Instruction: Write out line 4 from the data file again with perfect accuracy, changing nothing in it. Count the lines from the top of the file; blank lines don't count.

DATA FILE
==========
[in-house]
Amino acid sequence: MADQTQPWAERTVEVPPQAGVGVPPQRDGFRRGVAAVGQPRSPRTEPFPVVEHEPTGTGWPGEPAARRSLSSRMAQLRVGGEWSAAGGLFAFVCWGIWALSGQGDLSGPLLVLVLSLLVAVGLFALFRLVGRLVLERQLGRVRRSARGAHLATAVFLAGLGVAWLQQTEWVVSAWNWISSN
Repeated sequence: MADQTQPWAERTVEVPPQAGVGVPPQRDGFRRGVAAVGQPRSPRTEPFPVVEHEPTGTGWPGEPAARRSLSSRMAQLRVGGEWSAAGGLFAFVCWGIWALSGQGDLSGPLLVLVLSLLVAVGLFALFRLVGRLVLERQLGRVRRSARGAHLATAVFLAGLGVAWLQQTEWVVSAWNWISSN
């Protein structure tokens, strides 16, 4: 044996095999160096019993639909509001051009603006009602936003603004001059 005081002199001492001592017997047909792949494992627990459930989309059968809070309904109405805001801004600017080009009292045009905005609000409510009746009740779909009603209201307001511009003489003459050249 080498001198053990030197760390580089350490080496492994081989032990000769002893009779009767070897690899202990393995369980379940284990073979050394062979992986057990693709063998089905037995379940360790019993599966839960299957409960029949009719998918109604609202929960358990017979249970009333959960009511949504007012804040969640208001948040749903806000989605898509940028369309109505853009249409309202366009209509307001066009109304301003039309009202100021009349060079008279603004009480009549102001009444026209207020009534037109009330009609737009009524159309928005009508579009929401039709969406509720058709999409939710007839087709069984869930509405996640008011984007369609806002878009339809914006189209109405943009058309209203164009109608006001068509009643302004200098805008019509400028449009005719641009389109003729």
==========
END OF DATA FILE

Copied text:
């Protein structure tokens, strides 16, 4: 044996095999160096019993639909509001051009603006009602936003603004001059 005081002199001492001592017997047909792949494992627990459930989309059968809070309904109405805001801004600017080009009292045009905005609000409510009746009740779909009603209201307001511009003489003459050249 080498001198053990030197760390580089350490080496492994081989032990000769002893009779009767070897690899202990393995369980379940284990073979050394062979992986057990693709063998089905037995379940360790019993599966839960299957409960029949009719998918109604609202929960358990017979249970009333959960009511949504007012804040969640208001948040749903806000989605898509940028369309109505853009249409309202366009209509307001066009109304301003039309009202100021009349060079008279603004009480009549102001009444026209207020009534037109009330009609737009009524159309928005009508579009929401039709969406509720058709999409939710007839087709069984869930509405996640008011984007369609806002878009339809914006189209109405943009058309209203164009109608006001068509009643302004200098805008019509400028449009005719641009389109003729």